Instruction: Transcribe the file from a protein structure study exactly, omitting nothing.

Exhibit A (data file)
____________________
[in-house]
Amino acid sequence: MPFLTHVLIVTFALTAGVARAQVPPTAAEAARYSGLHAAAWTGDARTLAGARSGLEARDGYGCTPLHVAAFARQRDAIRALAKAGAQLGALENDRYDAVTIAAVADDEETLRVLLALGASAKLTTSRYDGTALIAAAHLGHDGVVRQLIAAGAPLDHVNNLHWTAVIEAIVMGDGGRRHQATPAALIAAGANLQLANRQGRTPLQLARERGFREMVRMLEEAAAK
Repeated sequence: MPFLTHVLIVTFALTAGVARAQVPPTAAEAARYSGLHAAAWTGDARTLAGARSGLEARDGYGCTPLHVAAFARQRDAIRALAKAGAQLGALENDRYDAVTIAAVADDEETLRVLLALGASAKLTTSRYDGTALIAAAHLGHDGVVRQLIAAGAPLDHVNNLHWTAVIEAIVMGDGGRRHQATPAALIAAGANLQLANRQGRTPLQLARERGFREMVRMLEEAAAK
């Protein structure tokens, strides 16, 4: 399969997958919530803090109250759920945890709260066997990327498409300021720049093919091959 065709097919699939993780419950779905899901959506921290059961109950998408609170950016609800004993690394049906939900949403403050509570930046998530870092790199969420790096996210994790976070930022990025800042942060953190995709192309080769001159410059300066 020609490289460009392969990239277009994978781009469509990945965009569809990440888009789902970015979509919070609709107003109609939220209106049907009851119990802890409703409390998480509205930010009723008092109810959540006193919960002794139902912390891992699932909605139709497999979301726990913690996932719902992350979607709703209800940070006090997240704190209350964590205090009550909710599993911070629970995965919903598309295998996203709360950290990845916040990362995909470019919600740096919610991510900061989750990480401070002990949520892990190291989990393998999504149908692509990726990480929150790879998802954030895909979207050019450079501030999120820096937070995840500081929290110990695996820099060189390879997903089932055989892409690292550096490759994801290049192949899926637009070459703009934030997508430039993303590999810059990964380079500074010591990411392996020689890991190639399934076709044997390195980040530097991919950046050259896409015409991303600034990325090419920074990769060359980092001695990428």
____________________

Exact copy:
[in-house]
Amino acid sequence: MPFLTHVLIVTFALTAGVARAQVPPTAAEAARYSGLHAAAWTGDARTLAGARSGLEARDGYGCTPLHVAAFARQRDAIRALAKAGAQLGALENDRYDAVTIAAVADDEETLRVLLALGASAKLTTSRYDGTALIAAAHLGHDGVVRQLIAAGAPLDHVNNLHWTAVIEAIVMGDGGRRHQATPAALIAAGANLQLANRQGRTPLQLARERGFREMVRMLEEAAAK
Repeated sequence: MPFLTHVLIVTFALTAGVARAQVPPTAAEAARYSGLHAAAWTGDARTLAGARSGLEARDGYGCTPLHVAAFARQRDAIRALAKAGAQLGALENDRYDAVTIAAVADDEETLRVLLALGASAKLTTSRYDGTALIAAAHLGHDGVVRQLIAAGAPLDHVNNLHWTAVIEAIVMGDGGRRHQATPAALIAAGANLQLANRQGRTPLQLARERGFREMVRMLEEAAAK
């Protein structure tokens, strides 16, 4: 399969997958919530803090109250759920945890709260066997990327498409300021720049093919091959 065709097919699939993780419950779905899901959506921290059961109950998408609170950016609800004993690394049906939900949403403050509570930046998530870092790199969420790096996210994790976070930022990025800042942060953190995709192309080769001159410059300066 020609490289460009392969990239277009994978781009469509990945965009569809990440888009789902970015979509919070609709107003109609939220209106049907009851119990802890409703409390998480509205930010009723008092109810959540006193919960002794139902912390891992699932909605139709497999979301726990913690996932719902992350979607709703209800940070006090997240704190209350964590205090009550909710599993911070629970995965919903598309295998996203709360950290990845916040990362995909470019919600740096919610991510900061989750990480401070002990949520892990190291989990393998999504149908692509990726990480929150790879998802954030895909979207050019450079501030999120820096937070995840500081929290110990695996820099060189390879997903089932055989892409690292550096490759994801290049192949899926637009070459703009934030997508430039993303590999810059990964380079500074010591990411392996020689890991190639399934076709044997390195980040530097991919950046050259896409015409991303600034990325090419920074990769060359980092001695990428």